Airflow-induced changes in breathing pattern carry important clinical implications, especially in patients with dynamic hyperinflation. Because inspiratory time is made up of the time of flow delivery and inspiratory pause, Laghi et al17 hypothesized that a decrease in ventilator inflation time would cause an increase in rate. In ten noninvasively ventilated stable patients with an obstructive airway disease, the investigators increased flow at constant tidal volume and decreased the inspiratory pause, keeping inspiratory flow and tidal volume constant. When inspiratory time was decreased (by increasing flow from 30 to 90 L/min), respiratory rate and expiratory time increased significantly. Intrinsic positive end-expiratory pressure (PEEP) diminished significantly despite the increase in respiratory rate. When inspiratory time was decreased by shortening the inspiratory pause, both respiratory frequency and expiratory time increased significantly. Again, intrinsic PEEP decreased significantly. Additionally, the higher inspiratory flow rates also decreased respiratory drive and inspiratory effort. These results suggest that imposed ventilator inspiratory time duration determines the respiratory rate and that the strategies that reduce ventilator inspiratory time, although accompanied by an increase in respiratory rate, also prolong the time for exhalation, thus decreasing intrinsic PEEP.
Mechanical ventilation per se can induce respiratory muscle damage,23–25 and patients appear to exhibit diaphragmatic weakness after a period of mechanical ventilation.26 The term ventilator-induced diaphragm dysfunction was coined to express the decrease in the force-generating capacity of the diaphragm that results after a period of passive controlled mechanical ventilation.27 Le Bourdellès et al28 showed that anesthetized, passively ventilated rats had lower diaphragmatic weight and a reduction in their force-generating capacity in comparison with spontaneously breathing control animals. Anzueto et al29 studied sedated, paralyzed baboons under ACV for 11 days. Endurance time decreased over this period, and transdiaphragmatic pressure diminished by 25%, suggesting that the duration of passive ACV is also a relevant factor.
Sassoon et al30 showed that 3 days of passive ventilation in rabbits led to a progressive decrease in the force-generating capacity of the diaphragm in comparison with control animals who received the same total amounts of sedatives but were breathing spontaneously. They also showed that significant diaphragmatic myofibril damage had occurred. Other authors have reported similar data.31,32 Several investigators33–36 have begun to elucidate the complex cellular, molecular, and gene expression mechanisms underlying passive ventilation-induced respiratory muscle damage. Such mechanisms include, among others, decreased protein synthesis, increased proteolysis, oxidative stress, and alterations in cytosol calcium metabolism.27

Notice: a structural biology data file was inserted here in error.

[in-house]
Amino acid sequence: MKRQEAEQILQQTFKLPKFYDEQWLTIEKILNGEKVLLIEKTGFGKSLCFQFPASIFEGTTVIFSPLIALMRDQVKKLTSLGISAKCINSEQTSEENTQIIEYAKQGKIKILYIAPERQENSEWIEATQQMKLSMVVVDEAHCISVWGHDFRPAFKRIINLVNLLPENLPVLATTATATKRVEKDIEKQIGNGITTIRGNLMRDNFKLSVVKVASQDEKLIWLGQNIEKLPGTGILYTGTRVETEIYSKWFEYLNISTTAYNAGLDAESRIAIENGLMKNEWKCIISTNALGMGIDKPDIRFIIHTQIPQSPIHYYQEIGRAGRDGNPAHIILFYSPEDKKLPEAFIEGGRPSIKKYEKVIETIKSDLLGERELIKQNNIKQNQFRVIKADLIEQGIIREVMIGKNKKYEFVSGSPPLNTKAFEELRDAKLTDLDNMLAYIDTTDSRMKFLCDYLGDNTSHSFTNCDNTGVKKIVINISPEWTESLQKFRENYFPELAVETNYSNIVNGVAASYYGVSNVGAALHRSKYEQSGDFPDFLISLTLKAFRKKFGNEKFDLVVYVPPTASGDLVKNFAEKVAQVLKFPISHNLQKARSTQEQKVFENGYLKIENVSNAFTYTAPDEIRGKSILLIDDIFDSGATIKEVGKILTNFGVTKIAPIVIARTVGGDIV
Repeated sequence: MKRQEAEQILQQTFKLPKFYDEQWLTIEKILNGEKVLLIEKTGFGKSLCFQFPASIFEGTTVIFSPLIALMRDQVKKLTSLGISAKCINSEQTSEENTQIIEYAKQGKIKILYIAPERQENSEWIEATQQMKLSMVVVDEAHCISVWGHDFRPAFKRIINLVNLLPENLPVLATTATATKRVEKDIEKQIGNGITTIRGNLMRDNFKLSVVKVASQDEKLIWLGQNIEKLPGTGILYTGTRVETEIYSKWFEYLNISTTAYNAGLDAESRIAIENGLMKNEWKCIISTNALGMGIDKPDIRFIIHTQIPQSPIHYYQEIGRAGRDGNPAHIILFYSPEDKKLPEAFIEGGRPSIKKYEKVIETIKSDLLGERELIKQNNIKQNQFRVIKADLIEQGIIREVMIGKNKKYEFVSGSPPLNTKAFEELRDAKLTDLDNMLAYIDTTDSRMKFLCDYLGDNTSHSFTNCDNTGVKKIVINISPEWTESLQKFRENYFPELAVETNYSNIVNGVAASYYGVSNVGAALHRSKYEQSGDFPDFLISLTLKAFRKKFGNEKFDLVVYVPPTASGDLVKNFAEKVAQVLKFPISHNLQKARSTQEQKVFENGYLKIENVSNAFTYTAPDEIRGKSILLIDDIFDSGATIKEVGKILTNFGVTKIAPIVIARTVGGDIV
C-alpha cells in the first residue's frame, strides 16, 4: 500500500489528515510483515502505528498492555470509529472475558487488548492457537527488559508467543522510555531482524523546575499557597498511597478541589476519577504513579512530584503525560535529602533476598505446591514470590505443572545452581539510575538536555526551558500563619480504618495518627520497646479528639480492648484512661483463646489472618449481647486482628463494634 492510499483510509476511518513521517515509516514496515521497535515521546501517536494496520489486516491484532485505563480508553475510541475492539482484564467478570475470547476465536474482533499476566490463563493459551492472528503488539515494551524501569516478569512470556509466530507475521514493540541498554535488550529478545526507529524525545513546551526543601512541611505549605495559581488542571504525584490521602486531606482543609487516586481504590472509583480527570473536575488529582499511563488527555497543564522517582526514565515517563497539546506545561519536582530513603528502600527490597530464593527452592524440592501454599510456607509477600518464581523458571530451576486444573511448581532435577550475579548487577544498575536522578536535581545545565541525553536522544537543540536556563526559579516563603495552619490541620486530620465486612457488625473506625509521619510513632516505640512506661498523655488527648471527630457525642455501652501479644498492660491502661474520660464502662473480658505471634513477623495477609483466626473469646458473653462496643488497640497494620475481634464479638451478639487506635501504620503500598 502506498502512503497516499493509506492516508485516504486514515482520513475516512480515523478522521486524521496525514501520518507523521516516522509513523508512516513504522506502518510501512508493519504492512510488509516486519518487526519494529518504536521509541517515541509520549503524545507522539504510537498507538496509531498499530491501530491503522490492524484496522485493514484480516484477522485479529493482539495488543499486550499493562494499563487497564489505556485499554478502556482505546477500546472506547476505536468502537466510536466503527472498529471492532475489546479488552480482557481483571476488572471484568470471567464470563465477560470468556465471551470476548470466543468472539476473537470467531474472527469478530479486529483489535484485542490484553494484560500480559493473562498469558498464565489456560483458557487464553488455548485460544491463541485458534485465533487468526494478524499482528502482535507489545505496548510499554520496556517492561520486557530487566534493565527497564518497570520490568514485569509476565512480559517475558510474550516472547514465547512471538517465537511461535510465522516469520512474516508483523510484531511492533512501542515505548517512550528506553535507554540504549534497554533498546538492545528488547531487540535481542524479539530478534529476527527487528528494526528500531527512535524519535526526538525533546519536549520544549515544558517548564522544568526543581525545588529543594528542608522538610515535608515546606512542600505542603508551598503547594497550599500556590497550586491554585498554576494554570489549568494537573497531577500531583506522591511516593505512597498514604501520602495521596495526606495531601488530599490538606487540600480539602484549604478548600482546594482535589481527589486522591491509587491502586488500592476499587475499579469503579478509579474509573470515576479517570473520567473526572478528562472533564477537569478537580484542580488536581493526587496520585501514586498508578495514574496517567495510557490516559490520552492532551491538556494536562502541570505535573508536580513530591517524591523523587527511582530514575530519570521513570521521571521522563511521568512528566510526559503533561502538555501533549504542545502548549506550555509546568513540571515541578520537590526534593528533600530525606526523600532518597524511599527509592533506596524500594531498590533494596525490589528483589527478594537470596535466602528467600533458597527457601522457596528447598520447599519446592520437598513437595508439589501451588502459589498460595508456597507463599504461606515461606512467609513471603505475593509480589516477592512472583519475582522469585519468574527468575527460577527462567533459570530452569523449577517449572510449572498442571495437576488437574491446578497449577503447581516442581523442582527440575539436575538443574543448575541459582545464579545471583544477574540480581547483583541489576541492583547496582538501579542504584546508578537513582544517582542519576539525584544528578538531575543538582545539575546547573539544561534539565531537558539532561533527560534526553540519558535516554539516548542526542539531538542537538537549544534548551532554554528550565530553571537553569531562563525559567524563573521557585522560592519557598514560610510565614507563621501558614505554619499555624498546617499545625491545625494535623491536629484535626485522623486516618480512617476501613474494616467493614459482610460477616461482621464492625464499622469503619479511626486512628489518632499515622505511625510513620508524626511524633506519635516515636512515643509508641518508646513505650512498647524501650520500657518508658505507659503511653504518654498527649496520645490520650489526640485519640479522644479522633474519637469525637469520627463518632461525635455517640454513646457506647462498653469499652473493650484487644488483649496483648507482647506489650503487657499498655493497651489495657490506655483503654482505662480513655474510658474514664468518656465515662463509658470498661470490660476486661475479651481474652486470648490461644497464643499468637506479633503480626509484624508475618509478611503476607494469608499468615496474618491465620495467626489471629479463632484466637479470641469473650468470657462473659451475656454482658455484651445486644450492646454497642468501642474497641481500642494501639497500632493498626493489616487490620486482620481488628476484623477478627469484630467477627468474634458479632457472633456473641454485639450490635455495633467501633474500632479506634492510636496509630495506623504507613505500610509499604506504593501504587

Subsequent findings by Sassoon et al37 carry important clinical implications. The authors found that ACV, as compared with passive ACV, can attenuate markedly the decrease in diaphragmatic force induced by total inactivity in rabbits. Another investigation with clinical ramifications has shown that passive ACV improves diaphragmatic force production in rats challenged with intravascular endotoxin as compared with equally challenged spontaneously breathing animals.38
An interesting issue is the combined effects of certain drugs (e.g., corticosteroids) on diaphragmatic function during passive ventilation. Maes et al39 studied the effects of corticosteroid administration in rats (a single injection of 80 mg methylprednisolone/kg) on diaphragm function. The animals were ventilated with passive ACV for 24 hours. The main finding of this investigation was that a very high dose of corticosteroids protected the diaphragm against the deleterious effects of passive ACV. The diaphragm of treated animals maintained force, fiber dimension, and myogenin protein levels, whereas the diaphragm of nontreated animals exhibited a reduction in force, fiber atrophy, and reduced myogenin expression. The mechanism of this protective effect is the avoidance of muscle proteolysis, probably mediated by calpain. In a similar study with rabbits, Sassoon et al40 showed that very high doses of methylprednisolone (60 mg/kg/day for 2 days) have no additive effects on diaphragmatic dysfunction induced by passive ACV. The same doses administered during ACV, however, produced a significant decrease in the maximal tetanic force elicited by the diaphragm.40 Thus, the effects of high-dose methylprednisolone on diaphragmatic function depend on the mode of ventilation: if the muscle contracts, the effects are injurious, whereas if the muscle is passive, the effects are protective or neutral.
Important data have appeared in the last few years regarding the effects of ACV in human subjects. Levine et al41 showed that complete diaphragmatic inactivity for 18 to 69 hours (mean: 34 hours) in brain-dead subjects resulted in marked atrophy of slow and fast-twitch fibers of the diaphragm as compared to matched controls (individuals who were ventilated for a scheduled surgery for 2 to 3 hours). The major mechanism explaining the diaphragmatic atrophy was increased muscle proteolysis. Peripheral skeletal muscles (pectoralis major) did not show histologic findings of atrophy. A subsequent study by Hussain et al,42 conducted in humans and using a similar design, extended the findings and provided data suggesting that both protein synthesis and breakdown are involved in the diaphragmatic dysfunction.